|01 July 29, 1993 |
This was the first Photo Monitoring Dive. Yellow Band disease was discovered. The transect route and many of the monitoring subjects were selected on this dive.
|02 December 22,1993 |
This was a black band disease erradication dive in the area of SKB10T.
|03 March 20,1994 |
Yellowing is apparent on some Montastrea cavernosa colonies. There is also a white blushing on a few Diploria strigosa colonies.
|04 June 3, 1994 |
The very beginning of a black band outbreak is observed on the brain coral, subject bb1.
|05 September 3, 1994 |
The white area on the brain coral is tissue lost to the disease black band in a period of four months.
|06 December 20, 1994 |
Subjects Sea Fan 2 and Yellow Band 1.
|07 March 22, 1995 |
Coral diseases and infections are not as active during the colod winter months.
|08 May 26,1995 |
Harold Hudson PHD. drills core samples from YB1 to be sent to EPA for analysis at Gulf Breezes Lab. One core from infected area one core from healthy section.
|10 May 30, 1995 |
This core plug day when the cored holes on YB1 are pluged with a cement plug to [prevent erosion. Notice sf2 next to YB1 is beginning to appear torn up by aspergillis.
|11 April 5, 1996 |
A strange yellow algae matts the bottom in the area around the mooring pin. Yellow band is advancing in an unusual ribbon fashion on YB2.
|12 June 3, 1996 |
Subject bb1 is developing a new problem other than black band.
|13 February 2, 1997 |
The polyps on a Montastrea cavernosa appear to be inflated. This coral will become a survey subject.
|14 March 3, 1997 |
The first indications of a White Plague Type ll coral disease outbreak.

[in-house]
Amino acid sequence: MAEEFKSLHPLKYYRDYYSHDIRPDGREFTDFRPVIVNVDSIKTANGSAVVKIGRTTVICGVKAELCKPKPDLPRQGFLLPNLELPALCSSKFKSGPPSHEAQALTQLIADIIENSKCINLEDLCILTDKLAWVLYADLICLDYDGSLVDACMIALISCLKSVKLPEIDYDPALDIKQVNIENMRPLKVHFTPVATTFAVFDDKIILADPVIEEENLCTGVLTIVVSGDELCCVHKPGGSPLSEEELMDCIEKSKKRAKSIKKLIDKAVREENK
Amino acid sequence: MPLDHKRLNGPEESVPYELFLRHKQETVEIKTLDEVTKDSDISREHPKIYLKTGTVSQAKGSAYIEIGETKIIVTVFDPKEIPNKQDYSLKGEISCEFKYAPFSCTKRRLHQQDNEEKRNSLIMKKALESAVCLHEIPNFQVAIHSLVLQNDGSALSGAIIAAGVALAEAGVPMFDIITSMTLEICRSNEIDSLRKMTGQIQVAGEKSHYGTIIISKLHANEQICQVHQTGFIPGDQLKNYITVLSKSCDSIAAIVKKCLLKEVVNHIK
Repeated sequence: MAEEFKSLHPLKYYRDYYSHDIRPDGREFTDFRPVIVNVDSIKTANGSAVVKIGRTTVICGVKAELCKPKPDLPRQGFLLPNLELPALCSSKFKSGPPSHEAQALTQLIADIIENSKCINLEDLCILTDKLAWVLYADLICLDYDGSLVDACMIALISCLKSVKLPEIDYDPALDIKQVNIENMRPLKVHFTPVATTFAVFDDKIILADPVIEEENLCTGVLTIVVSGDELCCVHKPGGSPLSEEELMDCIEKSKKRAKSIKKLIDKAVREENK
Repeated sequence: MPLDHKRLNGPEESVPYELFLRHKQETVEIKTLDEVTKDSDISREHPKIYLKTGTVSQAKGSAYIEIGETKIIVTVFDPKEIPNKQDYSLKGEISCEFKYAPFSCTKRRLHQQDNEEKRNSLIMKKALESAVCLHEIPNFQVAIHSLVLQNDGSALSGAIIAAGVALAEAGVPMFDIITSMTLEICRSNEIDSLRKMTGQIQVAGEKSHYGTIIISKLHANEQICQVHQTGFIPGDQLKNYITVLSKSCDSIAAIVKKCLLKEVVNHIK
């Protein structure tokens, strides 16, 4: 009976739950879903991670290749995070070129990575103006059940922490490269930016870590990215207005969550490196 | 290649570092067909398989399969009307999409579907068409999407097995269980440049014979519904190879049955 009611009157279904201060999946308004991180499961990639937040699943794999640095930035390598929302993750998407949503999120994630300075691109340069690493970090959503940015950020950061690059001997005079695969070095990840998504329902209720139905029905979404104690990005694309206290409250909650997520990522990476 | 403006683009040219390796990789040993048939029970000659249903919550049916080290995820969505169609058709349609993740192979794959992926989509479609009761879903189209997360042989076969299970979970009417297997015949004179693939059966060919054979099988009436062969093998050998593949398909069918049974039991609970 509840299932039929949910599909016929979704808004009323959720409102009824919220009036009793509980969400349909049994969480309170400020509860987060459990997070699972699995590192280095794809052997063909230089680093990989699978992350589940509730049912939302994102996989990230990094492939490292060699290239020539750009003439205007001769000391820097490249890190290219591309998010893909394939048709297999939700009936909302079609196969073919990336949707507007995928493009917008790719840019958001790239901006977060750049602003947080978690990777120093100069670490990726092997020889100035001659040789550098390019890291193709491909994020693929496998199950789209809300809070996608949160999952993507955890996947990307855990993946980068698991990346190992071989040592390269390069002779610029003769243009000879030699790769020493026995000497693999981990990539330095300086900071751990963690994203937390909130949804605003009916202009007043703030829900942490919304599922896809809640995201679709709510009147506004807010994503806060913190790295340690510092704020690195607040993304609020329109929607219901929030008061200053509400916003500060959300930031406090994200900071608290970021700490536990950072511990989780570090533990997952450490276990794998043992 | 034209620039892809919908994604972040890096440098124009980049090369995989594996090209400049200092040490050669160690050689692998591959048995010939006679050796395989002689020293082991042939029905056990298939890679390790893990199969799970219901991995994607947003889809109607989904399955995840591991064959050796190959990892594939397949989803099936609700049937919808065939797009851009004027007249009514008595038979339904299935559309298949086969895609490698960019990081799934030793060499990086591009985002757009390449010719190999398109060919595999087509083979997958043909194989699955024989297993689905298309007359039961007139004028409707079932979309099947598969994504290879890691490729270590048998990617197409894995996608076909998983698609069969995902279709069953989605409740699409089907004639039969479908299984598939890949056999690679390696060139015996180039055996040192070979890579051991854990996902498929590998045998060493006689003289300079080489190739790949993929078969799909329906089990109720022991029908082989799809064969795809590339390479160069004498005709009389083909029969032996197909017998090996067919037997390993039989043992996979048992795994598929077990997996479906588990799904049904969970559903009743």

|15 July 14, 1997 |
Yellow Band disease begins to flair up on infected colnies.
|18 January 30, 1998 |
Many of the corals affected by the coral bleaching event of 1997 did not fully recover
|19 February 18, 1998 |
An amazing array of stressed out coral polyps.
|21 July 18, 1998 |
These are the most unusual coral polyp stress symptom photos ever recorded.
|22 October 13, 1998 |
After a prolonged two year bleaching event Hurricane Georges tears apart the reef.
|23 January 19, 1999 |
Two years after the worst coral bleaching event, two hurricanes and several gale force storms coral loss and coral stress are evident.
|24 December 16, 1999 |
There is no doubt that Sand Key reef is nearing a total shutdown.
|25 July 4, 2000 |
A continuing loss of diversity
|26 July 11, 2000 |
During the summer of 2000 many of the hard and soft corals on Sand Key reef, near Key West, succumbed to a variety of strange, new coral infections. When polluted water from the Everglades was released into the warm waters of Florida Bay disease and infection flaired up on the downstream coral reefs.
|27 July 12, 2000 |
A very diverse and interesting array of coral ailments on both soft and hard corals.
|28 July 21, 2000 |
"Where have all the corals gone?.
|29 July 30, 2000 |
The saddest thing to observe on a dive is a grand old coral colony in the throws of death.
|30 September 7, 200 |
Excellerated coral loss is beyond management or belief.
|31 November 10, 2000 |
The turn of the century was certainly the turning point for this coral reef. The reef has lost all of it's color.
|31 September 16, 2005 |
Coral bleaching between Hurricanes Katrina and Rita.
|32 July 25, 2003 |
There is very little doubt that all of the coarls on Sand Key reef will be dead in a very short time. The majority of monitoring subjects on SKB10T are but clumps of algae.